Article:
This recipe for pork tonkatsu features tender, juicy pork cutlets that are hand breaded, fried to a perfect golden crisp, and served over rice with a savory-sweet katsu sauce.
Try this pork tonkatsu recipe for a simple, scrumptious, and satisfying dish that boasts some of the juiciest, crunchiest pork cutlets you have ever encountered.
The cutlets are hand breaded in panko before frying for an extra airy, extra crispy, totally irresistible exterior.
A picture of pork cutlet perfection then gets drenched in a mouthwatering katsu sauce. This signature sauce is savory, sweet, and salty with the perfect kick of ginger and garlic.
Why you will love this recipe
- This pork katsu recipe is a breeze to make and extremely flavorful.
- It is made with simple ingredients already in your pantry.
- You can follow this versatile recipe to make either pork katsu or chicken katsu.
- It’s super easy to customize pork katsu to suit a gluten-free diet.
- Follow the pork tonkatsu sauce recipe once and you will know the secret formula for dynamite katsu sauce.
How to make perfect Pork Tonkatsu
Make the Katsu Sauce: Mix the soy sauce, Worcestershire, ketchup, garlic, and ginger together in a small bowl and set aside.
Prepare to bread the pork: Blend the panko breadcrumbs and all-purpose flour together in one bowl. In another bowl, whisk together the egg, salt, and pepper.
Bread the cutlets: Coat each piece of pork in the egg mixture before rolling it into the panko flour mixture, pressing to coat.
Heat the skillet: Place a cast iron skillet over medium heat for two minutes before adding the sunflower oil. Heat the oil for at least another two minutes.
Fry the pork cutlets: Fry each piece of pork on both sides until golden brown and crispy.
Garnish and serve: Serve fried pork on top of a steaming pile of rice, drizzled with katsu sauce and sprinkled with plenty of sesame seeds and green onion. Enjoy!
Pro Tips to Make This Really Great
Dredge to coat: If your breadcrumbs aren’t adhering, try dredging your cutlets first in just flour, then in the egg, and finally the panko and flour mixture, pressing gently on all sides to coat.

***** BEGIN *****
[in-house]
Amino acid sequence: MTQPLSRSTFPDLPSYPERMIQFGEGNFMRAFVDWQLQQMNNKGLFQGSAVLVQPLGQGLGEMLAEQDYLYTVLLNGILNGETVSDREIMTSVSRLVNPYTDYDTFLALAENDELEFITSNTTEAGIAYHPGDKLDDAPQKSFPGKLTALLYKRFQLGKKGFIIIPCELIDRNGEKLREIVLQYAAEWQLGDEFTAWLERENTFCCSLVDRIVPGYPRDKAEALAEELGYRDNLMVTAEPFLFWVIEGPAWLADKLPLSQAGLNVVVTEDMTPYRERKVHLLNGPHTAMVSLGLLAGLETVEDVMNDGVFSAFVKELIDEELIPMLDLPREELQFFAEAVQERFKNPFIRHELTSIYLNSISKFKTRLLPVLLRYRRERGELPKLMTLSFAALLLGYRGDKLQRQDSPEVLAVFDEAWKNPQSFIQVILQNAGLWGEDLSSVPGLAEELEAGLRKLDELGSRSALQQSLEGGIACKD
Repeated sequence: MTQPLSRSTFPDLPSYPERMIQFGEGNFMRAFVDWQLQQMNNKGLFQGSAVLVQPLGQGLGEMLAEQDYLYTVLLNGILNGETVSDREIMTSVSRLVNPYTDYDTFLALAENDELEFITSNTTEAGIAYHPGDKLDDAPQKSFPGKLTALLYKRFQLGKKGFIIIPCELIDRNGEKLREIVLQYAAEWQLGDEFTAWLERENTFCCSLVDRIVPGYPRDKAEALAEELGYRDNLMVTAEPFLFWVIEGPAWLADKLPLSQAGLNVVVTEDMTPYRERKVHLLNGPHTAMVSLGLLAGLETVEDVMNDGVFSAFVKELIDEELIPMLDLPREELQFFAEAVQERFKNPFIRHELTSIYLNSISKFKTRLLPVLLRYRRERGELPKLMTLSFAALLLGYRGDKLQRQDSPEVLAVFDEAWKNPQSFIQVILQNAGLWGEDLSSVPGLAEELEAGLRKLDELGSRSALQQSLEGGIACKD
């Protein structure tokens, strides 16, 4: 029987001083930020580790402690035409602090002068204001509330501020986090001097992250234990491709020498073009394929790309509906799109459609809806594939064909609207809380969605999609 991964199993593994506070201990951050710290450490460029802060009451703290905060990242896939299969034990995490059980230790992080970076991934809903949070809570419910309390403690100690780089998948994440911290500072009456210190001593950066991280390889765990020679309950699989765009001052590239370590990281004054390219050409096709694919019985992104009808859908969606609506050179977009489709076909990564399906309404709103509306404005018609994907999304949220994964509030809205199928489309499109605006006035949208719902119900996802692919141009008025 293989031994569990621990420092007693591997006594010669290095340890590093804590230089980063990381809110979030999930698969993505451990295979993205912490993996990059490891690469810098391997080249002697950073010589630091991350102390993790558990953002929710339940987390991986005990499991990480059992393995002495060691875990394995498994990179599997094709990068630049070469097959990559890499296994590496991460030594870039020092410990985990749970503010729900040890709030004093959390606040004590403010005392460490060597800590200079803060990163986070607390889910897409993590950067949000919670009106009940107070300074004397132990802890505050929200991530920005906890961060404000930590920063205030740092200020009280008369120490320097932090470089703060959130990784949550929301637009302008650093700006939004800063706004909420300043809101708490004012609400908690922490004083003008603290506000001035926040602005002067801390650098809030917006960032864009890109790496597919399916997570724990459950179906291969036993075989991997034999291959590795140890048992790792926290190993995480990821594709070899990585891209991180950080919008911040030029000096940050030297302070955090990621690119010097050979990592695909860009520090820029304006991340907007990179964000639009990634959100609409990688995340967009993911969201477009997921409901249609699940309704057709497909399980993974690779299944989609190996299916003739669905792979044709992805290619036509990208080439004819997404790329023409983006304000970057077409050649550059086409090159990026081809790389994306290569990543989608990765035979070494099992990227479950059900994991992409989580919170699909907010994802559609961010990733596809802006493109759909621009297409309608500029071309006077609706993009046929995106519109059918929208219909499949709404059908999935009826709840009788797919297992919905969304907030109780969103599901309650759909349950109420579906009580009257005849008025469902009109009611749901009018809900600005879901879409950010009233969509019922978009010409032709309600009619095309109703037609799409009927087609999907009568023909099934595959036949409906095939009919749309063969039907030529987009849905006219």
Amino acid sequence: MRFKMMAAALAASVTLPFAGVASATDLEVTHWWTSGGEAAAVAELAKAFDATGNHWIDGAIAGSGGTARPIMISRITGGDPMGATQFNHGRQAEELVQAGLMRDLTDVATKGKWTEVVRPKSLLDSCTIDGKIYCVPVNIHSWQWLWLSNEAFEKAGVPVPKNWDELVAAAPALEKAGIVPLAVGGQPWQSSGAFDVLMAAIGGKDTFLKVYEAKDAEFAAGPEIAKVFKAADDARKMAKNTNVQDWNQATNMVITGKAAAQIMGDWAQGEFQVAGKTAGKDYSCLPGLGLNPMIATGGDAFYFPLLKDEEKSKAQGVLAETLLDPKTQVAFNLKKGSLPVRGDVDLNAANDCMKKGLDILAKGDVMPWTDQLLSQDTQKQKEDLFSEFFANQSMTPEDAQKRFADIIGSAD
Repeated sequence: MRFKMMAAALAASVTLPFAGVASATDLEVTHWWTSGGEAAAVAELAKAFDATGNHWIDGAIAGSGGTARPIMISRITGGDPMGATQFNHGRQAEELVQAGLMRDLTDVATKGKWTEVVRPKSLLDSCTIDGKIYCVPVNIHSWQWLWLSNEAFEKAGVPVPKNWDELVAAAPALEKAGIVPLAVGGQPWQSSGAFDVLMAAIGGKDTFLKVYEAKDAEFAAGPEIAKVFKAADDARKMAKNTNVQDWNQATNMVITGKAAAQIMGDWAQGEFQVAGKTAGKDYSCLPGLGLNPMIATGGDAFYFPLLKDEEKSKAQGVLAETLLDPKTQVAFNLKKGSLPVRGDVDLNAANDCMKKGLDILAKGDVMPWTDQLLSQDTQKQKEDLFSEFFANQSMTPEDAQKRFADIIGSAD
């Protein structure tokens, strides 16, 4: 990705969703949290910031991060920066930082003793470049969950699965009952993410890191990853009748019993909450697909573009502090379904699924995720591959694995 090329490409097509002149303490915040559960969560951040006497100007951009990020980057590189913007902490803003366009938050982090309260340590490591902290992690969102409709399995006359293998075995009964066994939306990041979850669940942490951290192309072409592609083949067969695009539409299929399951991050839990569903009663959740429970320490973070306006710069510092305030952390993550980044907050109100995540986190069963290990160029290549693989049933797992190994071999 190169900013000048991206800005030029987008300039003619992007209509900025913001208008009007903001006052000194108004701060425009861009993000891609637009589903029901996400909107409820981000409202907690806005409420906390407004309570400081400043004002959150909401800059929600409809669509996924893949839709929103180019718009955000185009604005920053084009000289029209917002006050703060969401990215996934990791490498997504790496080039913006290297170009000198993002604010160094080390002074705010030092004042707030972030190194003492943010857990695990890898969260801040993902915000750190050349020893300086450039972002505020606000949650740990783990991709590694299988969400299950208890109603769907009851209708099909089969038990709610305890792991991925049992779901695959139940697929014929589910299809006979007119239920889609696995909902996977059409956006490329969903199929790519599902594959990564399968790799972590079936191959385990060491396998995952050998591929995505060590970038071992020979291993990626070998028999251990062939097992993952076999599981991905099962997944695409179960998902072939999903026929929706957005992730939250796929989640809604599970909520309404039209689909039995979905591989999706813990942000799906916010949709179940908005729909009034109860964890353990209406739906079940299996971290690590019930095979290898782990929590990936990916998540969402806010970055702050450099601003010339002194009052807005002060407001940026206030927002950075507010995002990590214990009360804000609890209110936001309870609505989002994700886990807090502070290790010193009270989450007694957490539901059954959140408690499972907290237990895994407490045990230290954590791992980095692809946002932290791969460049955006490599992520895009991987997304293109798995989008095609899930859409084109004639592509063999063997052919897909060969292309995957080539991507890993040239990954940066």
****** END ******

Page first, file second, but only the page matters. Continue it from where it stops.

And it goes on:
Make it gluten free: Certain brands, like Kikkoman’s and Ian’s, make gluten free panko breadcrumbs. You’ll also need to confirm that your soy and Worcestershire sauce are gluten free.
Swap in chicken: Follow the same instructions for this pork katsu recipe with chicken cutlets instead for easy chicken katsu.
Key Ingredients and Substitutions for Pork Tonkatsu
Pork: For the juiciest, most tender pork tonkatsu, make this recipe with one of two cuts. You can choose the leaner hire-katsu (pork filet) or the richer, fattier rosu-katsu (pork roast). Regardless of the cut, be sure to have your pork trimmed into ½ to ¾ inch cutlets before breading and frying.
Rice: For this dish, I recommend planning about ¾ to 1 cup of rice per person, as opposed to the standard ½ cup serving.
Panko breadcrumbs: These light and airy Japanese-style breadcrumbs are made from a particular crustless white bread that is baked to create a coarse, dry consistency. Panko vs. regular breadcrumbs is what gives pork tonkatsu that signature crispy coating without any excessive greasiness.
Flour: All-purpose flour mixed with the panko helps the batter stick and maximizes the crunch factor. You can also choose to use corn starch or a gluten-free flour blend instead.
Frequently asked Questions about Pork Tonkatsu
What is the Japanese Meaning of Katsu?
The word Katsu is short for the Japanese word “Katsuretu,” which was derived from and has the same meaning as the English word “cutlet.”
Is Pork Tonkatsu and Katsu the Same?
Yes and no. Tonkatsu sauce and katsu sauce are the same sauce. However, they might go on different dishes. A quick breakdown of the words is helpful.
We already know that the Japanese word “katsu” translates to cutlet. Put that together with the fact that “ton” translates to “pork,” and there you have it. Tonkatsu means pork katsu.
Pork tonkatsu was the first dish to feature the now beloved katsu sauce. As such, you will often find it still called “tonkatsu sauce” in other recipes featuring breaded and fried cutlets, like chicken katsu.
How Do I Store Leftover Pork Tonkatsu?
Store any leftovers in the refrigerator, in an airtight container, for up to seven days. Your pork tonkatsu sauce will last in the refrigerator for up to two weeks.
I recommend using the oven or an air fryer when reheating to maintain that deliciously crunchy exterior.
- 4 chop pork loin chop boneless, about a 1/2-3/4 inch thick
- 1/3 cup all-purpose flour
- 1 medium egg
- 1/2 tsp salt
- 1/4 tsp ground pepper
- 1 cup panko
- 2 cup cooked rice
- sunflower oil for frying
- 1 tbsp soy sauce
- 1/2 cup ketchup
- 1/2 tbsp Worcestershire sauce
- 1/2 tsp garlic powder
- 1/2 tsp ginger powder
- Garnish with sesame seeds and sliced green onion
- Prepare the Katsu Sauce by mixing all its ingredients in a small bowl. Set it aside.
- Make the breaded pork: Beat the egg, salt, and pepper in a small bowl, then mix panko and all-purpose flour in another bowl.
- Next, coat each piece of pork with the egg mixture and place it over the panko. Coat to toss, pressing breading onto the pork meat.
- Heat an iron-cast skillet for two minutes over medium heat. Then, add sunflower oil, about a finger deep, and heat it for two minutes or until ready for frying breaded pork. Fry each piece of pork on both sides until nicely golden and well-done.
- Serve pork katsu over cooked rice, drizzle with Katsu sauce and garnish with sesame seeds and green onion.
- The standard serving size for cooked rice is ½ cup, but for this dish, I’d recommend counting ¾-1 cup per person for this dish.
- Store any leftovers in the fridge, covered, for up to seven days.
- The sauce can be refrigerated for up to two weeks.